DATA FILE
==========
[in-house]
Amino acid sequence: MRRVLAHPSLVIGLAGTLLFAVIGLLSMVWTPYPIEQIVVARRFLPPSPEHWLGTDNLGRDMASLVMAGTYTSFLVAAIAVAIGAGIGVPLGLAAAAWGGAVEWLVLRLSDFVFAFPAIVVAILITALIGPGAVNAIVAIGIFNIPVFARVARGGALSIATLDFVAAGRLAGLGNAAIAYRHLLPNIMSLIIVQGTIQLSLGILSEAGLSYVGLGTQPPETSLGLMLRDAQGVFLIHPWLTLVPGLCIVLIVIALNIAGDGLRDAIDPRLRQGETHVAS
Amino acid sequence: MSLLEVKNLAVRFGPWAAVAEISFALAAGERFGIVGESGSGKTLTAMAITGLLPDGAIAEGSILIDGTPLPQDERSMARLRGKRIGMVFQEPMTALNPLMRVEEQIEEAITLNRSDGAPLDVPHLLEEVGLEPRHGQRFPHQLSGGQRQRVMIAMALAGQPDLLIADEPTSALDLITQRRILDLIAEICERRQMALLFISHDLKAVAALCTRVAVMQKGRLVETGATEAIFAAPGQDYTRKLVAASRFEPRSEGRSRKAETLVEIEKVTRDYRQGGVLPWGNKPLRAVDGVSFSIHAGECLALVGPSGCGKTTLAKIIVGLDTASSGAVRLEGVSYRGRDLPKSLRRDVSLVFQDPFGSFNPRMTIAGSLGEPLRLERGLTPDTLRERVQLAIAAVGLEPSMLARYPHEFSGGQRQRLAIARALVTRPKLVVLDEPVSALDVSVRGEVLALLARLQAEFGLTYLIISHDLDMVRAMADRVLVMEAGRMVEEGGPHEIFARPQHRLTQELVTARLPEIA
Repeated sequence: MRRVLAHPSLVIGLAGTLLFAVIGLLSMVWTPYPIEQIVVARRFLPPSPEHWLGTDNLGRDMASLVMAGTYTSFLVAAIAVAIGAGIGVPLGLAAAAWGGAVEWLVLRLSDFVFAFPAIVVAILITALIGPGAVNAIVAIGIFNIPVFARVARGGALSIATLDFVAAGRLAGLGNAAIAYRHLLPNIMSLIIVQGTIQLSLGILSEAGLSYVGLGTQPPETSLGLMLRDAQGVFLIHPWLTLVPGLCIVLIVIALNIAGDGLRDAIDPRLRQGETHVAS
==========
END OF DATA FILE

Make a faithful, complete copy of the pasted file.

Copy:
[in-house]
Amino acid sequence: MRRVLAHPSLVIGLAGTLLFAVIGLLSMVWTPYPIEQIVVARRFLPPSPEHWLGTDNLGRDMASLVMAGTYTSFLVAAIAVAIGAGIGVPLGLAAAAWGGAVEWLVLRLSDFVFAFPAIVVAILITALIGPGAVNAIVAIGIFNIPVFARVARGGALSIATLDFVAAGRLAGLGNAAIAYRHLLPNIMSLIIVQGTIQLSLGILSEAGLSYVGLGTQPPETSLGLMLRDAQGVFLIHPWLTLVPGLCIVLIVIALNIAGDGLRDAIDPRLRQGETHVAS
Amino acid sequence: MSLLEVKNLAVRFGPWAAVAEISFALAAGERFGIVGESGSGKTLTAMAITGLLPDGAIAEGSILIDGTPLPQDERSMARLRGKRIGMVFQEPMTALNPLMRVEEQIEEAITLNRSDGAPLDVPHLLEEVGLEPRHGQRFPHQLSGGQRQRVMIAMALAGQPDLLIADEPTSALDLITQRRILDLIAEICERRQMALLFISHDLKAVAALCTRVAVMQKGRLVETGATEAIFAAPGQDYTRKLVAASRFEPRSEGRSRKAETLVEIEKVTRDYRQGGVLPWGNKPLRAVDGVSFSIHAGECLALVGPSGCGKTTLAKIIVGLDTASSGAVRLEGVSYRGRDLPKSLRRDVSLVFQDPFGSFNPRMTIAGSLGEPLRLERGLTPDTLRERVQLAIAAVGLEPSMLARYPHEFSGGQRQRLAIARALVTRPKLVVLDEPVSALDVSVRGEVLALLARLQAEFGLTYLIISHDLDMVRAMADRVLVMEAGRMVEEGGPHEIFARPQHRLTQELVTARLPEIA
Repeated sequence: MRRVLAHPSLVIGLAGTLLFAVIGLLSMVWTPYPIEQIVVARRFLPPSPEHWLGTDNLGRDMASLVMAGTYTSFLVAAIAVAIGAGIGVPLGLAAAAWGGAVEWLVLRLSDFVFAFPAIVVAILITALIGPGAVNAIVAIGIFNIPVFARVARGGALSIATLDFVAAGRLAGLGNAAIAYRHLLPNIMSLIIVQGTIQLSLGILSEAGLSYVGLGTQPPETSLGLMLRDAQGVFLIHPWLTLVPGLCIVLIVIALNIAGDGLRDAIDPRLRQGETHVAS